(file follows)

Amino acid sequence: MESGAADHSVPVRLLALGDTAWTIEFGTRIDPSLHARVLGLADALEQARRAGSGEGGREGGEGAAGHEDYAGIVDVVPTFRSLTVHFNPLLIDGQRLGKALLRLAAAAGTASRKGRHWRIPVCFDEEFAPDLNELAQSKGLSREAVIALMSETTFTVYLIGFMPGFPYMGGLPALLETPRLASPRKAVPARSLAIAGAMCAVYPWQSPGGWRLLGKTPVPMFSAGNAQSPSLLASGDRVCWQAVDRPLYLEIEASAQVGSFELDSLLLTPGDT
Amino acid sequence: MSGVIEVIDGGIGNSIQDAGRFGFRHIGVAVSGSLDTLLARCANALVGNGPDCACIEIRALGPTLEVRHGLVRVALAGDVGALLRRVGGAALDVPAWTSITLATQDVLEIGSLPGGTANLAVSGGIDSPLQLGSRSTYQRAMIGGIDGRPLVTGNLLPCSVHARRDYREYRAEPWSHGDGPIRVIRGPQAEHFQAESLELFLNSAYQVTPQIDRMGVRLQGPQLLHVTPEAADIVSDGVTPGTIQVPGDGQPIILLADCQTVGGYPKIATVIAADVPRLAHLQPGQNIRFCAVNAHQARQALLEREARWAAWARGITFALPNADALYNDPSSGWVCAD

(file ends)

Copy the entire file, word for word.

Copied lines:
Amino acid sequence: MESGAADHSVPVRLLALGDTAWTIEFGTRIDPSLHARVLGLADALEQARRAGSGEGGREGGEGAAGHEDYAGIVDVVPTFRSLTVHFNPLLIDGQRLGKALLRLAAAAGTASRKGRHWRIPVCFDEEFAPDLNELAQSKGLSREAVIALMSETTFTVYLIGFMPGFPYMGGLPALLETPRLASPRKAVPARSLAIAGAMCAVYPWQSPGGWRLLGKTPVPMFSAGNAQSPSLLASGDRVCWQAVDRPLYLEIEASAQVGSFELDSLLLTPGDT
Amino acid sequence: MSGVIEVIDGGIGNSIQDAGRFGFRHIGVAVSGSLDTLLARCANALVGNGPDCACIEIRALGPTLEVRHGLVRVALAGDVGALLRRVGGAALDVPAWTSITLATQDVLEIGSLPGGTANLAVSGGIDSPLQLGSRSTYQRAMIGGIDGRPLVTGNLLPCSVHARRDYREYRAEPWSHGDGPIRVIRGPQAEHFQAESLELFLNSAYQVTPQIDRMGVRLQGPQLLHVTPEAADIVSDGVTPGTIQVPGDGQPIILLADCQTVGGYPKIATVIAADVPRLAHLQPGQNIRFCAVNAHQARQALLEREARWAAWARGITFALPNADALYNDPSSGWVCAD